---. Gulls...Gulls...Gulls. New York: Holiday House, 1997.
Describes the life cycle, behavior patterns, and habitat of various species of gulls, focusing on those found in North America.


---. Honey Makers. New York: HarperCollins Children's Book Group, 1997.
Covers the physical structure of honeybees and how they live in colonies, as well as how they produce honey and are managed by beekeepers.


---. Horses! New York: Holiday House, 2003.
Presents information on horses, including their physical characteristics, behavior, and how to ride a horse.


---. How a House Is Built. New York: Holiday House, 1990.
Describes how the surveyor, heavy machinery operators, carpenter crew, plumbers, and other workers build a house.


---. Locks & Keys. New York: HarperCollins Children's Book Group, 1980.
Traces the history of locks and keys from ancient times to the present, describing the development of increasingly complex and pick-proof locks and how they work.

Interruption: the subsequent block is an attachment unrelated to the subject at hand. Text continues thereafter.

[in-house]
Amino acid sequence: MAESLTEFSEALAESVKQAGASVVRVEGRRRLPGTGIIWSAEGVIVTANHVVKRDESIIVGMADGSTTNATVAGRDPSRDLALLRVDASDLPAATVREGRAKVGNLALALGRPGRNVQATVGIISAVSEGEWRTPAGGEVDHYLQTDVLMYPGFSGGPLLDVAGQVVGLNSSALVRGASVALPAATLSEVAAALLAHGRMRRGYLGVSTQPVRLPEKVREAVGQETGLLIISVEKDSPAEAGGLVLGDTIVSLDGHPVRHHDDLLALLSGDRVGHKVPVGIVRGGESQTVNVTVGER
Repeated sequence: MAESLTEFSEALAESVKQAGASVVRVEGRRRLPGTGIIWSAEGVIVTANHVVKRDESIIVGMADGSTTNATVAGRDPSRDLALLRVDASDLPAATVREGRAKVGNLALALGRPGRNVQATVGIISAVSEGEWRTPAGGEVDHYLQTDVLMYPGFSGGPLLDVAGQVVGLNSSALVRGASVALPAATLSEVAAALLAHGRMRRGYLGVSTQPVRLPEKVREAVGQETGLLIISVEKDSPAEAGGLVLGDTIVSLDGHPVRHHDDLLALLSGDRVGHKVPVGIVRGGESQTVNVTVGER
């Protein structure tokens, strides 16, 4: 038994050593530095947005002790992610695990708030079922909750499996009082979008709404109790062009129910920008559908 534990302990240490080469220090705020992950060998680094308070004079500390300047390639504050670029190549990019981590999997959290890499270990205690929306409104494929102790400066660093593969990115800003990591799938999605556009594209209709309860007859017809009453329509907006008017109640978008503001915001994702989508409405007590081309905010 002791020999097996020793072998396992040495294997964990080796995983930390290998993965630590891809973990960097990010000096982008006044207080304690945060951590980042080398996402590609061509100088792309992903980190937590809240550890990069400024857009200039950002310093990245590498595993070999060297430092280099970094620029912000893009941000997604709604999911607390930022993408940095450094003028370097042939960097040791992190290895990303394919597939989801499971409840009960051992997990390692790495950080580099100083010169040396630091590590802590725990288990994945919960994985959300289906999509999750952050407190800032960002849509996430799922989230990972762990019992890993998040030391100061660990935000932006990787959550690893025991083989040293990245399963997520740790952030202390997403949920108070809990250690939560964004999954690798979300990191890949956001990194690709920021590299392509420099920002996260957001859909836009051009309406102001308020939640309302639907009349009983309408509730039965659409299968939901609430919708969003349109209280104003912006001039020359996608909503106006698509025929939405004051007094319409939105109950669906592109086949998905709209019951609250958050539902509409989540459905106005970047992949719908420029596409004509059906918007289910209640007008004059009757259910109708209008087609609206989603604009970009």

---. Marshes & Swamps. New York: Holiday House, 1998.
Defines marshes and swamps, discusses how conditions in them may change, and examines the life found in and around them.


---. Milk Makers. New York: Simon & Schuster Children's Publishing, 1985.
Explains how cows produce milk and how it is processed before being delivered to stores.


---. Monarch Butterfly. New York: Holiday House, 1989.
Describes the life cycle, body parts, and behavior of the monarch butterfly. Includes instructions on how to raise a monarch.


---. Moon Book. New York: Holiday House, 1997.
Identifies the moon as our only natural satellite, describes its movement and phases, and discusses how we have observed and explored it over the years.


---. Mummies, Pyramids, and Pharaohs: A Book About Ancient Egypt. New York: Little, Brown & Company, 2001.
Provides an overview of life in ancient Egypt, describing the people, daily activities, beliefs and customs, and what has been learned from artifacts left behind.


---. Nature's Green Umbrella: Tropical Rain Forests. New York: HarperCollins Children's Book Group, 1994.
Describes the climatic conditions of the rain forest as well as the different layers of plants and animals that comprise the ecosystem.


---. New Road! New York: HarperCollins Children's Book Group, 1983.
Describes the planning and construction of a new road.


---. Paper, Paper Everywhere. New York: Harcourt Children's Books, 1983.
Briefly discusses where paper comes from, how it is made, and how we use it.


---. Penguins! New York: Holiday House, 1998.